The first example to look at is the email delivery service MailChimp. MailChimp allows users to sign up and use their service for free. If you have a more extensive email list or require more features, then you would join their upgraded plan. They want to make their services seem as easy as possible in an effort to be accessible to both professionals and novices. In MailChimp’s funnel, they have traffic which they get a lot of via word of mouth. Next up is a homepage that draws you in with its slogan and its iconic monkey graphic. They place their buttons strategically around their page for ease of browsing. They next utilize their pricing page and emphasize their free option. They want to get you signed up for their services so you can show everyone how easy their platform is and help them grow.
This sales funnel has been optimized specifically for high-ticket items, particularly those that require an ongoing subscription or payment plan, which as per research discussed in the Havard Business Review is almost always the best way to sell them. While our other sales funnels use a variety of marketing techniques that will significantly boost conversions, evidence has shown that they are primarily useful for purchases up to around $400-$500. Above this level there is psychological barrier which requires a different approach. In order for a potential customer to commit a significant amount of money, they will require much more information about the product, customer reviews, testimonials, or comments from past purchasers, and a review of other alternatives, and all this content still needs to presented in an easy-to-digest format.
This is a super simple funnel designed specifically to increase conversions for Amazon storeowners. The main page advertises a coupon deal that offers a discounted product in exchange for the customer details to add to your customer lead database. It also includes a Thank You page and PPC Opt-In, can be connected directly to your Amazon account via the Zapier app, and funnels people to your Amazon storefront for those all-important reviews. It has been formatted and optimized for mobile use.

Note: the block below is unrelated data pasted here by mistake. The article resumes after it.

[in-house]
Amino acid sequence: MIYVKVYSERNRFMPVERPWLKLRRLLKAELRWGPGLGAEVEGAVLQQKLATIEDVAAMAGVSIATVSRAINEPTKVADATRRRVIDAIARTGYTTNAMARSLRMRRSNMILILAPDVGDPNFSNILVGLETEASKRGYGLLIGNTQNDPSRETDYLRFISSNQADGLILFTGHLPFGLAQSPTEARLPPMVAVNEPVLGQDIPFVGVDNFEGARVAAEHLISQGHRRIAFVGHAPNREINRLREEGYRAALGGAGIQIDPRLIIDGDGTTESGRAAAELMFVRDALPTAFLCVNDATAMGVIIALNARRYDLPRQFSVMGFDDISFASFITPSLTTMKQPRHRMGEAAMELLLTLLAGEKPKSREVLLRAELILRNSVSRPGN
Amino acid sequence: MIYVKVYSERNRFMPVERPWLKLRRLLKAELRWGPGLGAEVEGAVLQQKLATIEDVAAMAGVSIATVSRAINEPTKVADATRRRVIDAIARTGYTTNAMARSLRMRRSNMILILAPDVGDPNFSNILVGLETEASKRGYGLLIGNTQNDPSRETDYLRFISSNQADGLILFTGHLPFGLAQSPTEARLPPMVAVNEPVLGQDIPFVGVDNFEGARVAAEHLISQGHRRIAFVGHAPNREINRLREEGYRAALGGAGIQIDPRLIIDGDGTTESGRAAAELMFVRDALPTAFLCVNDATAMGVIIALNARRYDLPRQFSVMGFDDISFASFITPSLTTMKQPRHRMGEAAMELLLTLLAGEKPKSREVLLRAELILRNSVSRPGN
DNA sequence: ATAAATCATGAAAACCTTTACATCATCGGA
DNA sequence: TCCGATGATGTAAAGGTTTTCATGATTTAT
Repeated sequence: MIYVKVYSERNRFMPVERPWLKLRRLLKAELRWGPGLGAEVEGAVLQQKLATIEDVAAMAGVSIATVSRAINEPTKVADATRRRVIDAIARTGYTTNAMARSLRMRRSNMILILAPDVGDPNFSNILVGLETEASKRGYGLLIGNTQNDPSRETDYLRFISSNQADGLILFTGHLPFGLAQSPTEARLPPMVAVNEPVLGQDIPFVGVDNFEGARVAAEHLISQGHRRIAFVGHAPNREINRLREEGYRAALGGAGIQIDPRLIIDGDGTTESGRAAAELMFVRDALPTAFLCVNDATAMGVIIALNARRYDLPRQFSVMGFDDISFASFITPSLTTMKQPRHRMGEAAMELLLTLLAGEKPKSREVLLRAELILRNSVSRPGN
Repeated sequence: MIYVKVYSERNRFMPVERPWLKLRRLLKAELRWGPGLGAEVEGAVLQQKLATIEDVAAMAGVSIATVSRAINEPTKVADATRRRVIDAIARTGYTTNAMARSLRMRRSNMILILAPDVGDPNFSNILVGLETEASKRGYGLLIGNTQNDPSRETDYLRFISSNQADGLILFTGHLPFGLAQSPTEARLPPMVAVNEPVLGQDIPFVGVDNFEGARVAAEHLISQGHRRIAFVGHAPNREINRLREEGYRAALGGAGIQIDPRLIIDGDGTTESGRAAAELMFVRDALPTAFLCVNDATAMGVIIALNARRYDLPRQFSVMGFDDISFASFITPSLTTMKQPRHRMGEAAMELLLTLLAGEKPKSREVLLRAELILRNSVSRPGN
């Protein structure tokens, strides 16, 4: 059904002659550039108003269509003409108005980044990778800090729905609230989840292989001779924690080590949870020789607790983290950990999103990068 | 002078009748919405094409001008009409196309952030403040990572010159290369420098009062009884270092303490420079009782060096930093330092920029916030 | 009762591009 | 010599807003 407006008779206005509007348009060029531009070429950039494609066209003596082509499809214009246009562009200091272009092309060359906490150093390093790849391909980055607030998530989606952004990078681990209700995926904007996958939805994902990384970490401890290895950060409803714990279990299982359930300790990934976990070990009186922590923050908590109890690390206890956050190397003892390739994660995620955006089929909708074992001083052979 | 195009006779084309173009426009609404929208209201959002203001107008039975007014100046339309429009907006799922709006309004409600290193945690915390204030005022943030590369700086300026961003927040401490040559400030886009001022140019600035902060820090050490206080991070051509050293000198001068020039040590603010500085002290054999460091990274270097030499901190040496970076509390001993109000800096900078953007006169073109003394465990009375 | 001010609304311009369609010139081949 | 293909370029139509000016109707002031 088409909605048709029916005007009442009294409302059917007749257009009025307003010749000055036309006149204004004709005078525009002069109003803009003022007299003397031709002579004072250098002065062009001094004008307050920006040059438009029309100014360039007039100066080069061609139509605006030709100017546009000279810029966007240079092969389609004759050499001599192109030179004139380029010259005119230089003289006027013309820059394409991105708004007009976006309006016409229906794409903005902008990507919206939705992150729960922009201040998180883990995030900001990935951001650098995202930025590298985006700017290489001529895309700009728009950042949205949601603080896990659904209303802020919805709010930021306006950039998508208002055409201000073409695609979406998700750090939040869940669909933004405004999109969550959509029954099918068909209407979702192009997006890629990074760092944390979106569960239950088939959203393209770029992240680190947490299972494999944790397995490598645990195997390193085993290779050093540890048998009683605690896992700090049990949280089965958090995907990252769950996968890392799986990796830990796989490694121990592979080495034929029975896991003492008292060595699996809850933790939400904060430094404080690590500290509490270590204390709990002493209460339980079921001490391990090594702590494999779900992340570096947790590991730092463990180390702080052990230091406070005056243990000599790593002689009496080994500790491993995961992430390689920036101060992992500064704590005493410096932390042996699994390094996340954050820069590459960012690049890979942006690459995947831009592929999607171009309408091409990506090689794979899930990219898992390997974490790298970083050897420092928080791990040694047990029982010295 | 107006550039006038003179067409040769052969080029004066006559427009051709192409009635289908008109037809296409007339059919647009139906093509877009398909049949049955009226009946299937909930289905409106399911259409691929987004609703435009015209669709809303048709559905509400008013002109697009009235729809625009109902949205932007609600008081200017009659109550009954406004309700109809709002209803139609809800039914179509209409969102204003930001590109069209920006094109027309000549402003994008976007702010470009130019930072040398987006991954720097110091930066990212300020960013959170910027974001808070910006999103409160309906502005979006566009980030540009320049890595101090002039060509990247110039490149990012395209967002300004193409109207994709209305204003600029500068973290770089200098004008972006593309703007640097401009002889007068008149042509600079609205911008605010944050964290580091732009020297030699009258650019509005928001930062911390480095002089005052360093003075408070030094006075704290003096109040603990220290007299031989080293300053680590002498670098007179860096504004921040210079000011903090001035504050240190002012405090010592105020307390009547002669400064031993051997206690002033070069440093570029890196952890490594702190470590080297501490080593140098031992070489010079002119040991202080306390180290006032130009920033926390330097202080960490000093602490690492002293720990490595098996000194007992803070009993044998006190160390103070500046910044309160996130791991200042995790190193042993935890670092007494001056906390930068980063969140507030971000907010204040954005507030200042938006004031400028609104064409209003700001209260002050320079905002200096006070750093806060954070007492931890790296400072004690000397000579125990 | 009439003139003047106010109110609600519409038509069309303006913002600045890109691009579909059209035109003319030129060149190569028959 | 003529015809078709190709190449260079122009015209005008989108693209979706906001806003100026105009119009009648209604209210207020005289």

Website builders let you build online stores with ease. For larger ecommerce ambitions, we recommend an ecommerce-specific platform like Shopify or BigCommerce which have the best tools to help your business grow. If you’re just looking to sell a few products, you can choose a ‘generic’ website like Wix which has ecommerce functionality. Take a look at our online store builder comparison chart to find your perfect match.
All of the site builders included here let you put Facebook Like and Twitter Follow buttons on your pages, and some even let you display feeds from the social networks. Some give you help building a Facebook Page and tying it into your site design and updates. Many products offer some sort of SEO tool, but too often this is just a form on which you can enter meta tags. You're mostly left to wrestle with that black magic known as SEO for yourself. It's very important to submit and verify your site to the search engines, unless you don't want anyone to find it!
While the the best of them offer surprising amounts of flexibility, they also impose stringent enough restrictions to page design that you shouldn't be able to create a really bad looking site using one of these services. Typically you can get a Mysite.servicename.com style-url with no commerce abilities for free from one of these services; you have to pay extra for a better URL and the ability to sell. One issue to consider is that if you eventually outgrow one of these services, it can be hard to export your site to a full scale advanced web hosting like Dreamhost or Hostgator. If you know that's where you are eventually going, it may be better to skip the sitebuilder step.